Here’s our guide on the various different types of Electric Vehicle
BEV is a Battery Electric Vehicle. This is a pure electric vehicle where the only power source is the battery contained in the vehicle to drive the motor or motors in some all wheel drive vehicles.
These vehicles will have zero tailpipe emissions. These vehicles do not have a gearbox like a traditional car, the speed is governed by the energy released to the motor by the accelerator. The battery may have a range anywhere between 80-350 miles, we explore the electric vehicle drivetrain in our batteries and motors article. The only way to replenish the energy lost during driving is to plug the car in to a suitable charger?. These chargers may provide a rapid charge or a fast charge. To find out more about charging terminology head over to our charging page and see our reviews section for a list of some of the BEV’s on the market today.
PHEV is a Plug in Hybrid Electric Vehicle. This type of vehicle combines some of the benefits of an electric motor and a battery for propulsion coupled with an Internal Combustion Engine. Typically the battery will provide 20-30 miles range at lower speeds, i.e. city driving.
Once the battery is depleted or the vehicle gets over a preset speed the engine will provide the main drive to the wheels and perform as a charger to replenish the batteries. These vehicles also feature a charging port allowing the driver to use the same charging infrastructure as a BEV. For optimum fuel efficiency these vehicles should have the battery recharged from an external power source at every opportunity.
REx is a BEV with a Range Extender. This was a feature of some earlier BEV’s with lower range capabilities but is not common today. This type of vehicle has all the characteristics and features of a BEV with the addition of a small, typically petrol generator. When the battery reaches a low state of charge the generator automatically initiates to start providing on board power. It is not intended for long distance but as a way of getting you to the next charging point
FCEV is a Fuel Cell Electric Vehicle which uses hydrogen as a fuel source. Without getting into too many technical details, the hydrogen is converted to electricity via a fuel cell. This electricity is then stored in a battery and delivered to the motor. The hydrogen needs to be dispensed via a filling station. This technology has not reached the mainstream market and may be more suited to larger vehicles such as trains or heavy goods vehicles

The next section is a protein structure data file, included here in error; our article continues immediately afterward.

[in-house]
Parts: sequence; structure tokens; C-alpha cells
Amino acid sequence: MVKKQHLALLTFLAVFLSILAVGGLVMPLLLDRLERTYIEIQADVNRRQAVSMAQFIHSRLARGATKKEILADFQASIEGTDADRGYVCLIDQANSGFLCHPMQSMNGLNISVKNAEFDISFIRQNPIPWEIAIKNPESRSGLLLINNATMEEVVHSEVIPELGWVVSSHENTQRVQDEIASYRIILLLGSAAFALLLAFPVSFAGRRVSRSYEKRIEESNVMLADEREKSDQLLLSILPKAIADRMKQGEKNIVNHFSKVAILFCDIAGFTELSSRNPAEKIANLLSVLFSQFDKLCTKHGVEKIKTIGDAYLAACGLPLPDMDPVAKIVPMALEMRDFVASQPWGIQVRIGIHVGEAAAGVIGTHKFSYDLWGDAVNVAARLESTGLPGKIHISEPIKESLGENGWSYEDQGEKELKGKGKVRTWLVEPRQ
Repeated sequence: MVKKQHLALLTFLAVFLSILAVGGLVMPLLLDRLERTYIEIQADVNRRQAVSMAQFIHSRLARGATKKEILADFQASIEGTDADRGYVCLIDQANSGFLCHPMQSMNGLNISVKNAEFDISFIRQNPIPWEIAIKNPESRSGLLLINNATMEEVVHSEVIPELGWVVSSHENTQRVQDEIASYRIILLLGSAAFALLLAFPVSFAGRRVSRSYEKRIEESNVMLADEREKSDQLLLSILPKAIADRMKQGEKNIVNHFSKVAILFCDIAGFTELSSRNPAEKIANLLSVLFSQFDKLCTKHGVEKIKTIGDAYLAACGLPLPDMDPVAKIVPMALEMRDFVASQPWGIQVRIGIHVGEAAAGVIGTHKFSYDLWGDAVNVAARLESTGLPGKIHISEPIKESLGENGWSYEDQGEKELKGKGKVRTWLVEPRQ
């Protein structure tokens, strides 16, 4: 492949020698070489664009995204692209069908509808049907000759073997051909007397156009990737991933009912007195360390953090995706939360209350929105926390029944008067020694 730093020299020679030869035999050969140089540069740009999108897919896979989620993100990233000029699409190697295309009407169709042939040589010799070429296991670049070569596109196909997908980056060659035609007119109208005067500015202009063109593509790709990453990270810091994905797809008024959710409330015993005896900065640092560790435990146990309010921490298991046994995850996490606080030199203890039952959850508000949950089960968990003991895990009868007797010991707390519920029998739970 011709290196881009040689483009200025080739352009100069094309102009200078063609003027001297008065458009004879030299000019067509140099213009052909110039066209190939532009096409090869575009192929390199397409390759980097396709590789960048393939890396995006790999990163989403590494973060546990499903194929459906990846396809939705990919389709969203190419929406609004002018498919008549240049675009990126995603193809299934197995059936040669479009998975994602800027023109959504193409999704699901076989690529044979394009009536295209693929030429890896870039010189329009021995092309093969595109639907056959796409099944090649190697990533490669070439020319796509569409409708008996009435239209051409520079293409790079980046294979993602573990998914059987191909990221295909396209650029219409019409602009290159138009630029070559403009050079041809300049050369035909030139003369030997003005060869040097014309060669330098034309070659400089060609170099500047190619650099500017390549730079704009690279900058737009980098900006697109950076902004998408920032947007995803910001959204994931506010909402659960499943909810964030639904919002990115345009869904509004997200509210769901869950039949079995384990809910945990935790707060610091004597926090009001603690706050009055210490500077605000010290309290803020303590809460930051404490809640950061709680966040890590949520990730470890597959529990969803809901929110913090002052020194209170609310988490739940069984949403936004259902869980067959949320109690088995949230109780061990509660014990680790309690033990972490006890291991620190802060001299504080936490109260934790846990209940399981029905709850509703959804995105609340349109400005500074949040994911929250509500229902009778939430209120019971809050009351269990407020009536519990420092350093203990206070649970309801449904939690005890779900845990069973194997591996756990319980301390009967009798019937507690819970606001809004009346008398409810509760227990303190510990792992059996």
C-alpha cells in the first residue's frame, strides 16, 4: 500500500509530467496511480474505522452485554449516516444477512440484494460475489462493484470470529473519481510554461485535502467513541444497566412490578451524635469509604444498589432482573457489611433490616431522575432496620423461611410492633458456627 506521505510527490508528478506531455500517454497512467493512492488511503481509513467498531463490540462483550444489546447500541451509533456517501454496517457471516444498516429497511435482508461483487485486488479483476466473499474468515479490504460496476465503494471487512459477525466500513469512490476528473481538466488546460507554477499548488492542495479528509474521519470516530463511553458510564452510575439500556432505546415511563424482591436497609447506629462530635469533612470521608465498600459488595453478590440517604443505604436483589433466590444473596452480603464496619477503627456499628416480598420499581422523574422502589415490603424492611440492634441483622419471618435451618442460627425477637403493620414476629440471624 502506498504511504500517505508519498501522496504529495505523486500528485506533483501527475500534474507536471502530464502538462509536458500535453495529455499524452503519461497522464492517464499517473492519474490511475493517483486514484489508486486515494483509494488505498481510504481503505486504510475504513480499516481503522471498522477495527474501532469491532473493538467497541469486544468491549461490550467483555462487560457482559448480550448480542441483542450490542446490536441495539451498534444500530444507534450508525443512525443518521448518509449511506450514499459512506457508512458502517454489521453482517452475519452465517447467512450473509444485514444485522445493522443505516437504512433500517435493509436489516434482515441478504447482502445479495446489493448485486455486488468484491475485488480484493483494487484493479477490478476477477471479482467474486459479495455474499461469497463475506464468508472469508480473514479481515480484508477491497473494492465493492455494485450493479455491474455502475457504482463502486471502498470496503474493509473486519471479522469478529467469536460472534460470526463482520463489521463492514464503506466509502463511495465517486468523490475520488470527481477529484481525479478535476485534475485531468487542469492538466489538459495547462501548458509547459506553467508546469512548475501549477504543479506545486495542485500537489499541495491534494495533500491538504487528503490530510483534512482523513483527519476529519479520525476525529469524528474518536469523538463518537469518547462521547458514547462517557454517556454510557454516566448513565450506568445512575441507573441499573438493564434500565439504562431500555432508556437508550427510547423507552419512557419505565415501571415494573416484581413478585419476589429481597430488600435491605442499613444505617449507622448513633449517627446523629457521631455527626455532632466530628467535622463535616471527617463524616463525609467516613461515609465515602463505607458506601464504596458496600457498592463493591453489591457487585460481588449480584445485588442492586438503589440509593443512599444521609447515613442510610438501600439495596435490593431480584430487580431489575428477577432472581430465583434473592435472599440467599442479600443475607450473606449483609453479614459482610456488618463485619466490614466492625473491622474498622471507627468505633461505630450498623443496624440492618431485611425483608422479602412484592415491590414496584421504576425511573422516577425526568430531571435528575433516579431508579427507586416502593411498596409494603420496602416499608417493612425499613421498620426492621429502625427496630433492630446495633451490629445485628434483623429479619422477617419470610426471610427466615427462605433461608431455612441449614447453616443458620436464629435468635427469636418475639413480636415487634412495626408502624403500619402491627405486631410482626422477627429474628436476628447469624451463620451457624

A number of vehicle manufacturers are keen to leverage the electrification of their traditionally powered vehicles. Also known as a mild hybrid this is a traditional Internal Combustion Engine vehicle fitted with a secondary motor and a small battery. These vehicles rely on the engine for charging and primary propulsion, some manufactures use the marketing term ‘self charging’ but this is a fossil fueled vehicle. The battery in these vehicles typically has a 1-3 mile range and has no external charging method. When driving at low speeds the vehicle will use the motor for propulsion and as soon as the battery is depleted the main engine takes over.
Manufacturer Specific Configurations
Vehicle manufactures may have their own variants of these approaches. An example is the pending ‘e-Power’ system from Nissan which features a full electric powertrain, the motor and battery but no ability to plug it in. A petrol generator which will have no connection to the wheels, unlike a PHEV will provide the charging capability.
All these vehicles will feature regenerative braking. When the vehicle is decelerating the motor acts as a generator and the vehicle will return that generated energy to the battery, thus increasing efficiency and extending the range.
Driving conditions and style can have a big impact on a vehicle’s range and should factor into the decision making process when determining if and which EV is suitable for your needs. Head over to our EV buying guide for more information.
You will also see the abbreviation ICE, this is a traditional Internal Combustion Engine vehicle that uses petrol or diesel fuel as its energy source. The fuael is then burnt releasing pollutants and Co2 to the atmosphere.